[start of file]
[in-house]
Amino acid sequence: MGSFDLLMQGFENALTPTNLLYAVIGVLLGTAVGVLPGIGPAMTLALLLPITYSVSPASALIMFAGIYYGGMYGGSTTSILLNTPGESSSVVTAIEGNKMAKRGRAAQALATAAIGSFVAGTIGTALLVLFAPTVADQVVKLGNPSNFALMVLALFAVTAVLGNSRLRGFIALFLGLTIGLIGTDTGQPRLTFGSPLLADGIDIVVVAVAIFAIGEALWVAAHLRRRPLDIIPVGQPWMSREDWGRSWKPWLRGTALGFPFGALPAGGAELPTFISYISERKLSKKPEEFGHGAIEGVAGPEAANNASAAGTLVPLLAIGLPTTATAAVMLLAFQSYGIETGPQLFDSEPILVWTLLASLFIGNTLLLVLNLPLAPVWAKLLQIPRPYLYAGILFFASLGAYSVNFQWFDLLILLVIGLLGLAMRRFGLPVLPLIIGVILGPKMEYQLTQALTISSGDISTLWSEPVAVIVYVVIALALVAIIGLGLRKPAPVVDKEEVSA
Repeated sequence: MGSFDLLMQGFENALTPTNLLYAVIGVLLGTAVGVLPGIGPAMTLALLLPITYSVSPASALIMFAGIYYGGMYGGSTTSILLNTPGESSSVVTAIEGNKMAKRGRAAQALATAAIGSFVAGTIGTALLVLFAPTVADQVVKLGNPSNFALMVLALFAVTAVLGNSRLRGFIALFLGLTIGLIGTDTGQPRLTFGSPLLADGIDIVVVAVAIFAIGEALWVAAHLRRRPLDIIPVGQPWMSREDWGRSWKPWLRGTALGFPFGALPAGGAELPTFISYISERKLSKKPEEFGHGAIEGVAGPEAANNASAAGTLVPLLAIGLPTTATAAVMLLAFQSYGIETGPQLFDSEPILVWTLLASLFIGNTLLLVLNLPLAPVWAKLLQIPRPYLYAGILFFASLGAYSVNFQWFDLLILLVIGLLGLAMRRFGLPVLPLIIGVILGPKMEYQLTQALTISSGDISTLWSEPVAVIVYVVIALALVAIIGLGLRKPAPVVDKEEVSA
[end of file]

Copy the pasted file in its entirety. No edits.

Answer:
[in-house]
Amino acid sequence: MGSFDLLMQGFENALTPTNLLYAVIGVLLGTAVGVLPGIGPAMTLALLLPITYSVSPASALIMFAGIYYGGMYGGSTTSILLNTPGESSSVVTAIEGNKMAKRGRAAQALATAAIGSFVAGTIGTALLVLFAPTVADQVVKLGNPSNFALMVLALFAVTAVLGNSRLRGFIALFLGLTIGLIGTDTGQPRLTFGSPLLADGIDIVVVAVAIFAIGEALWVAAHLRRRPLDIIPVGQPWMSREDWGRSWKPWLRGTALGFPFGALPAGGAELPTFISYISERKLSKKPEEFGHGAIEGVAGPEAANNASAAGTLVPLLAIGLPTTATAAVMLLAFQSYGIETGPQLFDSEPILVWTLLASLFIGNTLLLVLNLPLAPVWAKLLQIPRPYLYAGILFFASLGAYSVNFQWFDLLILLVIGLLGLAMRRFGLPVLPLIIGVILGPKMEYQLTQALTISSGDISTLWSEPVAVIVYVVIALALVAIIGLGLRKPAPVVDKEEVSA
Repeated sequence: MGSFDLLMQGFENALTPTNLLYAVIGVLLGTAVGVLPGIGPAMTLALLLPITYSVSPASALIMFAGIYYGGMYGGSTTSILLNTPGESSSVVTAIEGNKMAKRGRAAQALATAAIGSFVAGTIGTALLVLFAPTVADQVVKLGNPSNFALMVLALFAVTAVLGNSRLRGFIALFLGLTIGLIGTDTGQPRLTFGSPLLADGIDIVVVAVAIFAIGEALWVAAHLRRRPLDIIPVGQPWMSREDWGRSWKPWLRGTALGFPFGALPAGGAELPTFISYISERKLSKKPEEFGHGAIEGVAGPEAANNASAAGTLVPLLAIGLPTTATAAVMLLAFQSYGIETGPQLFDSEPILVWTLLASLFIGNTLLLVLNLPLAPVWAKLLQIPRPYLYAGILFFASLGAYSVNFQWFDLLILLVIGLLGLAMRRFGLPVLPLIIGVILGPKMEYQLTQALTISSGDISTLWSEPVAVIVYVVIALALVAIIGLGLRKPAPVVDKEEVSA